For centuries, circus has been one of the primary art forms of family entertainment. At this point, it is less about reinventing the wheel, than executing the beloved format and associated skills with precision. The Flying Femmes aims to honour traditional circus skills and props of the past whilst reconsidering cirque in a modern context. Not the least of these more modern circus focuses - an all female cast.
Fun for the whole family, the cast of Flying Femmes does well to engage even the youngest in the room, particularly through the inclusion of clowning as a narrative thread between the acts. Laura Oakley is perhaps the most accomplished of the group in the way of clowning and her inclusion of children in the show through clowning left some very large smiles on some very small peoples’ faces.
Wearing purple leotards, the four use a range of props to showcase different elements and tricks of circus skills. Regina Hegeman is up first with a hand-balancing act on handstand canes. Skilled and unquestionably strong, Hegeman completes some impressive contortions. It is hard to sit comfortably watching this act from my seat in the front row - a combination of understanding the complexity of the trick and danger of it, mixed with watching Hegeman’s strong concentration in trying to accomplish the tricks, left me feeling uneasy for her. Realistically, there was nothing to fear and despite her slender frame, Hegeman proved that she is a woman made of muscle as she balanced on those tall canes.
Katelyn Reed is our next soloist with a high rope performance that absolutely was a crowd pleaser! Reed’s speed and agility on the rope makes her a dynamic performer and despite the high stakes of her act, she looked graceful and charismatic throughout. Perhaps my favourite routine of the show, it was exciting to see the ‘flying’ aspect of the show’s title. Her control is masterful as she swings, twists and climbs her way around that rope.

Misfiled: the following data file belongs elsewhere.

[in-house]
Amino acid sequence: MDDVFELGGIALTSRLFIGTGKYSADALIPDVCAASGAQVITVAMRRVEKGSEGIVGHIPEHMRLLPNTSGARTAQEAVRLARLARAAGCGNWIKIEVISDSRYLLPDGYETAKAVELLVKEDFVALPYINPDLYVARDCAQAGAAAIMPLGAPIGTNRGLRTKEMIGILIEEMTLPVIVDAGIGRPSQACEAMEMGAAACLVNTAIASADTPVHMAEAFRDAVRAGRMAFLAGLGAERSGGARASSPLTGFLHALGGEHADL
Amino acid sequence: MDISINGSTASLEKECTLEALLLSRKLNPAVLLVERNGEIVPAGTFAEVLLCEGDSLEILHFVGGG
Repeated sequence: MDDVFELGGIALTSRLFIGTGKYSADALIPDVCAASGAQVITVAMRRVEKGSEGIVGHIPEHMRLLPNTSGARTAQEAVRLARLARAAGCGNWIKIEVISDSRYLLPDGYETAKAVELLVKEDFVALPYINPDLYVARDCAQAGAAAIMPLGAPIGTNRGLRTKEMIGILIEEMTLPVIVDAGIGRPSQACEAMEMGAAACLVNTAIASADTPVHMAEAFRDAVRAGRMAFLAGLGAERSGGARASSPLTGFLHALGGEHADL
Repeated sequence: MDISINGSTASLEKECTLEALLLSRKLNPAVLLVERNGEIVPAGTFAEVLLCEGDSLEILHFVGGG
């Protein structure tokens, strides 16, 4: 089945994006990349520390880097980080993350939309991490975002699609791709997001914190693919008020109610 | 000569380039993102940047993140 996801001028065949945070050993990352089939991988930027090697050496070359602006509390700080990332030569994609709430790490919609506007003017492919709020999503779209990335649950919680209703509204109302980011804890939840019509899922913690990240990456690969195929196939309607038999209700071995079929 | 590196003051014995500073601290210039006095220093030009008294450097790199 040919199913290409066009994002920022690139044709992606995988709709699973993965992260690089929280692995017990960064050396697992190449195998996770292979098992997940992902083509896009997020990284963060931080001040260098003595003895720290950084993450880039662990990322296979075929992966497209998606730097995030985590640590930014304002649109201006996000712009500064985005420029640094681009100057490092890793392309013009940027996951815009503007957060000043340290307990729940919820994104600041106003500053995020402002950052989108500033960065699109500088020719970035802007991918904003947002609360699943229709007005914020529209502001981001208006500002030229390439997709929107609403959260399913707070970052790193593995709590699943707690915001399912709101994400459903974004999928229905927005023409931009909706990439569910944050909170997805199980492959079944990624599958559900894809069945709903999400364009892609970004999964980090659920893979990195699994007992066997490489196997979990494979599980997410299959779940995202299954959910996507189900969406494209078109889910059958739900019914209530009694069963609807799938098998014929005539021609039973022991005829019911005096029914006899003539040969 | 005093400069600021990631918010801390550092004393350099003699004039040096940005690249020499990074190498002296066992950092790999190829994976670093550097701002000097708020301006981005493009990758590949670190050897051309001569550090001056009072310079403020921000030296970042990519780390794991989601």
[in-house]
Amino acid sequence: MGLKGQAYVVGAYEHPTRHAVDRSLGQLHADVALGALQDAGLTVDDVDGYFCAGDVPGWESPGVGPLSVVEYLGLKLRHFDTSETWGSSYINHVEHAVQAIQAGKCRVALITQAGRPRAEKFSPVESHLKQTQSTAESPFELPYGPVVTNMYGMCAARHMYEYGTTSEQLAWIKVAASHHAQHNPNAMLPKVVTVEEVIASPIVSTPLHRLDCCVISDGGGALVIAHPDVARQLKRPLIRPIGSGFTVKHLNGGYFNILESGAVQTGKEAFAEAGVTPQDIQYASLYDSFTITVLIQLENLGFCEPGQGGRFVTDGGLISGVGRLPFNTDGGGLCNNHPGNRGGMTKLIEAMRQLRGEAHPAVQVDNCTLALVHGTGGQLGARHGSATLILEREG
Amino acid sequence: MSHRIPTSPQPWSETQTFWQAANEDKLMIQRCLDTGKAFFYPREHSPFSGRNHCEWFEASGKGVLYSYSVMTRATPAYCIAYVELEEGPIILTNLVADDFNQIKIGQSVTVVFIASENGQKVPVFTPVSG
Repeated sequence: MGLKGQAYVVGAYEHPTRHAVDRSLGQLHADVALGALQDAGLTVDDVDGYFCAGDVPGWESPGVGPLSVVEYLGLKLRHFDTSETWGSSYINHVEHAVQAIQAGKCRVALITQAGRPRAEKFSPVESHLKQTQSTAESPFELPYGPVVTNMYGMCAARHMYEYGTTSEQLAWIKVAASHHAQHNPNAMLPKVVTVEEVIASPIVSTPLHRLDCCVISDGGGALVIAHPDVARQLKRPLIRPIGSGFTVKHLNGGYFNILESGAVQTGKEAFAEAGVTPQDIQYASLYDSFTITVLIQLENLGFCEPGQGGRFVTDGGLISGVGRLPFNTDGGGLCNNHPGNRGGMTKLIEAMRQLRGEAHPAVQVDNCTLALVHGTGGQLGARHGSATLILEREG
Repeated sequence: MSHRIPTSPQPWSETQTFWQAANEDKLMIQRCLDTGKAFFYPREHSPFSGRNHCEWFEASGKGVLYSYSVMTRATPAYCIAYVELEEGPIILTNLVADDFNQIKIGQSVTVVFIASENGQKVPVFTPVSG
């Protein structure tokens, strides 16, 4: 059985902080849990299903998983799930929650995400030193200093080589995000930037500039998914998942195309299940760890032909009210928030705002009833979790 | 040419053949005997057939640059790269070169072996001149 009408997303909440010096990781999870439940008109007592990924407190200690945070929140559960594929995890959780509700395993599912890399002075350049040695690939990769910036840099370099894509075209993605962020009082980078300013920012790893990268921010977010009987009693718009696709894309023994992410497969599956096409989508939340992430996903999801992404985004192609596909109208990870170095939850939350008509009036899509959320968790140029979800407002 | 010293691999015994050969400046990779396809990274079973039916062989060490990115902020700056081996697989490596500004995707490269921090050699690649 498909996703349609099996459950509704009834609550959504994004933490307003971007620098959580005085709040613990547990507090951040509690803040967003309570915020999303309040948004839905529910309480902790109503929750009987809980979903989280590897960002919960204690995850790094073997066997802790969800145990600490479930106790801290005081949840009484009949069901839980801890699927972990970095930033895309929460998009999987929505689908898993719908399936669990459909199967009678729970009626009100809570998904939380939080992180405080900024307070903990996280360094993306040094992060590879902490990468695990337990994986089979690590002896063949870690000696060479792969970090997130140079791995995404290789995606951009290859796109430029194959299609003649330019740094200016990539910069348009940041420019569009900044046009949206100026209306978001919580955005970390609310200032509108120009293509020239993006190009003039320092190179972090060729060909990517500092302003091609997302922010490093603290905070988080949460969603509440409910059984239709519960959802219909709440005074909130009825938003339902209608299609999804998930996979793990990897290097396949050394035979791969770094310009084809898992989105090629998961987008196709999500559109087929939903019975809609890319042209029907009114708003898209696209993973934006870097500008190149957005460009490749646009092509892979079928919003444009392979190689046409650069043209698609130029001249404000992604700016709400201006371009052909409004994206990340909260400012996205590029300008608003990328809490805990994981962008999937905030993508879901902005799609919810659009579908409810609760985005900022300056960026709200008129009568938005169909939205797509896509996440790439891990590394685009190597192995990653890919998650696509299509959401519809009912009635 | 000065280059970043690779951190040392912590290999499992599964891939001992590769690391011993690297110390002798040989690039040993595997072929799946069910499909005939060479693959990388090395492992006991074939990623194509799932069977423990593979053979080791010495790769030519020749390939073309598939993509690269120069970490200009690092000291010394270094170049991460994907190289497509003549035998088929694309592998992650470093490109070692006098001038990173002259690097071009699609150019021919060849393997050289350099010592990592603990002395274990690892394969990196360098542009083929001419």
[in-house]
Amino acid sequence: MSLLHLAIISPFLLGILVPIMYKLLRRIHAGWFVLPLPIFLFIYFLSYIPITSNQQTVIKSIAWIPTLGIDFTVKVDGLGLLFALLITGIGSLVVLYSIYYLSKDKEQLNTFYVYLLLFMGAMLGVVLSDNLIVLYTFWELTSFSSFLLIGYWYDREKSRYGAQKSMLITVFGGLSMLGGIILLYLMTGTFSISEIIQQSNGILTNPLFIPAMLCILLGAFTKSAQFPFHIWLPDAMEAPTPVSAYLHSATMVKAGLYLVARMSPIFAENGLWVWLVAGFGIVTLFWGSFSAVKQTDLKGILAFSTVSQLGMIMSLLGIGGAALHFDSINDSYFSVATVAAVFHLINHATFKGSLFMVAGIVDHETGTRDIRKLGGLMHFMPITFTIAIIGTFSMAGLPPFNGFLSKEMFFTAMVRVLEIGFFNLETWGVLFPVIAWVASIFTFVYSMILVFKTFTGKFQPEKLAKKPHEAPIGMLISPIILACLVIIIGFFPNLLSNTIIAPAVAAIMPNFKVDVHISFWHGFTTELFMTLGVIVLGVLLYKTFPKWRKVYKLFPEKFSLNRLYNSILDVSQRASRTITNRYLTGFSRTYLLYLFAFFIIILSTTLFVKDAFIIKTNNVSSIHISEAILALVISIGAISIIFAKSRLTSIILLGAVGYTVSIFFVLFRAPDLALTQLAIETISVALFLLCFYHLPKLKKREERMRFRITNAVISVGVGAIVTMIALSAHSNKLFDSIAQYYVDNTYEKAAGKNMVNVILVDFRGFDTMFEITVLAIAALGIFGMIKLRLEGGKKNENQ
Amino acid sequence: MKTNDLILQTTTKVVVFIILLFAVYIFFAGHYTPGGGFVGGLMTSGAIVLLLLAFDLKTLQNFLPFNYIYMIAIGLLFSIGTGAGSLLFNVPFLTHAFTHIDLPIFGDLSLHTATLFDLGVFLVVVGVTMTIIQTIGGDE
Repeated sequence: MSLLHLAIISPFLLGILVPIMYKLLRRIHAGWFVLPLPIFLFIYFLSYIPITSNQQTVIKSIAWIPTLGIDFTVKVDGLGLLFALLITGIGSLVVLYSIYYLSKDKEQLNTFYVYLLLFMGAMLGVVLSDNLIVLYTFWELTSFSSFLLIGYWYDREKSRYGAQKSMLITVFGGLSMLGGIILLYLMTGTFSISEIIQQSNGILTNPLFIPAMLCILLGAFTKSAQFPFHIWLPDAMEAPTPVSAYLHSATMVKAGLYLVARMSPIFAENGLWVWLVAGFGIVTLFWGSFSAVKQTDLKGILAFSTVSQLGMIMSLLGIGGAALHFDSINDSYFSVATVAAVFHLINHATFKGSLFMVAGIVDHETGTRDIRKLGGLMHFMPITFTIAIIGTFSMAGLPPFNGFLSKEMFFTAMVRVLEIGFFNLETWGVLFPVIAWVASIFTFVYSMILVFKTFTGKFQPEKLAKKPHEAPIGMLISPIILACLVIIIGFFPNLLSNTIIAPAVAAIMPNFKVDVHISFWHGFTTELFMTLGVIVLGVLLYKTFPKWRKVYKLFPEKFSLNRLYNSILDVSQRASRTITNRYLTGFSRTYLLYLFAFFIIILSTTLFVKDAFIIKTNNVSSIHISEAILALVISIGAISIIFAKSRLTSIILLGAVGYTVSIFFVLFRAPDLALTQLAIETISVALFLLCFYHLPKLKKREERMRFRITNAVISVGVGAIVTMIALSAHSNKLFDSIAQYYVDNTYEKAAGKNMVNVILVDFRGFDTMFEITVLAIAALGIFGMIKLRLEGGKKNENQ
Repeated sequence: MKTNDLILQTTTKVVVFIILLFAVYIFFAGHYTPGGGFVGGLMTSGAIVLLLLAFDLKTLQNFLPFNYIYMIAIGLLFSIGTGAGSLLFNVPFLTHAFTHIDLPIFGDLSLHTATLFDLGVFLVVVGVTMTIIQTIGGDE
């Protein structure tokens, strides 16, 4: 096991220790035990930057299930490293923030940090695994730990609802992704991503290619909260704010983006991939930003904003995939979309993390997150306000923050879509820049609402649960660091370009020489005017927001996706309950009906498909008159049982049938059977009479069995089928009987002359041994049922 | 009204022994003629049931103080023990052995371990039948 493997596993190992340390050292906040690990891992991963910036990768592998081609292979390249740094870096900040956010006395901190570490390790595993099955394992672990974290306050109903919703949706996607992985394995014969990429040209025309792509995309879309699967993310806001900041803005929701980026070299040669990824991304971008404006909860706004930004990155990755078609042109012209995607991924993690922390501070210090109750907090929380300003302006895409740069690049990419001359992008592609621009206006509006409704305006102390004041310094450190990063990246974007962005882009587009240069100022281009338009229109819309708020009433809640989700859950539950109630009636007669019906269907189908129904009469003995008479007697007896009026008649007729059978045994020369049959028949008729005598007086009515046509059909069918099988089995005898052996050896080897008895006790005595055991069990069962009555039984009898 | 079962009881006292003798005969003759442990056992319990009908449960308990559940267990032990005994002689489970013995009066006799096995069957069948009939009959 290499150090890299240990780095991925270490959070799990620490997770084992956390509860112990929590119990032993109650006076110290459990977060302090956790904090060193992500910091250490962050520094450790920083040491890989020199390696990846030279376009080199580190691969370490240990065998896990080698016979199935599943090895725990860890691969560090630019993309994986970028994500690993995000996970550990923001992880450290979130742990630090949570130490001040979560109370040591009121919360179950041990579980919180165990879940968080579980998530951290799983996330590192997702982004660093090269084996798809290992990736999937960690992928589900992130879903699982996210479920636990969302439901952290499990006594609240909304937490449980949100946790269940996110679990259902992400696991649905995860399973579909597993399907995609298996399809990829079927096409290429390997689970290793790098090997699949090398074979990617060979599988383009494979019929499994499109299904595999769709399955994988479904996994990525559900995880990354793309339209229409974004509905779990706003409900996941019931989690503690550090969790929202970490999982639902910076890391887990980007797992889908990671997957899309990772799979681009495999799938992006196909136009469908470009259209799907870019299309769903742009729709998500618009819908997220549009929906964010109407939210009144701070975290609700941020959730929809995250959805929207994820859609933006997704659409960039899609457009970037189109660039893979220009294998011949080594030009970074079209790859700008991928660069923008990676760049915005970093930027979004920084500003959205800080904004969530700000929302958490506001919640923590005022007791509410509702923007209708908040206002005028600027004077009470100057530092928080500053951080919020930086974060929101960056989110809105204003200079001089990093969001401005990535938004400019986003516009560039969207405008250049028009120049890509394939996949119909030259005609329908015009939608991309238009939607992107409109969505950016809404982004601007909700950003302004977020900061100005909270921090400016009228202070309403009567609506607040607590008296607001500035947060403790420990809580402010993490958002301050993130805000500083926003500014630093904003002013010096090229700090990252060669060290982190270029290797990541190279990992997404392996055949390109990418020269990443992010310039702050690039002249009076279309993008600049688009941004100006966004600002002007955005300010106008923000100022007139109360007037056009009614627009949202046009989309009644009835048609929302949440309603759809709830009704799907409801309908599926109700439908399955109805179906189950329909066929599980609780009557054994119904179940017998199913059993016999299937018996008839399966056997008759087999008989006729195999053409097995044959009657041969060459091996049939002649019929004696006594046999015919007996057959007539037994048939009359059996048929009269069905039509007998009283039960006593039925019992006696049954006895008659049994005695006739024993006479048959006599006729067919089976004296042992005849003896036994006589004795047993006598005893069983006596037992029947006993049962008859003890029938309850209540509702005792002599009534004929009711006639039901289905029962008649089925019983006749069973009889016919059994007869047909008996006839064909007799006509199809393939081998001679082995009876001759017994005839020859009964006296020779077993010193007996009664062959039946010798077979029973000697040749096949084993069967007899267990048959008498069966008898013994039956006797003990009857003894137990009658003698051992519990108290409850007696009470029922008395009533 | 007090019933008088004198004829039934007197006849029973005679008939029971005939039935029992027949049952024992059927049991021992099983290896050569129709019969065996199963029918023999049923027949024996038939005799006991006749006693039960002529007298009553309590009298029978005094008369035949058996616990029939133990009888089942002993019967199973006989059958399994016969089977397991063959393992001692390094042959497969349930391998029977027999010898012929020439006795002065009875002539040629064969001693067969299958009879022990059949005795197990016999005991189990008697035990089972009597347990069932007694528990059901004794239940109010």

Nicole Maisie has opportunity to show off two speciality skills in the form of chair balancing and aerial ring, both of which she does well. Certainly the ring was a more thrilling performance in my opinion but the inclusion of balance and of old-school chairs served the show’s ode to the past perfectly. Maisie impressed not just with her multi-skill demonstrations, but also with coolness with which she performed - she was measured and poised throughout.
Finally, Oakley’s solo performances included walking on glass bottles and finishing the show with a wonderful hula hoop routine that certainly had the kids’ eyes beaming.
I would be lying if I said that this was the most impressive circus show I’d ever seen - some of the tricks seem not to land every time, there are pointed toes missing here and there and for me, the talented women on stage are just too good to be lumped in the old fashioned oversized clown sacks. What the show does do well is celebrate the old-school fantasy of circus and bring this mystique to the next generation through committed and celebrated artists.
It is encouraging to see work like this as part of the New Zealand Fringe Festival in Wellington. This is a challenging art form to master that has unquestionably become less popular than it once was. It is inspiring to see it so well cared for in the hands of young women who are committed to restoring the treasured circus past and showcasing what women can do. They are muscly, toned, hard working and extremely talented - they are real women, who yes, sometimes fly.
I am not a huge circus fan normally but I am always going to be behind a performance like this that showcases exactly what women are capable of…anything they put their minds to!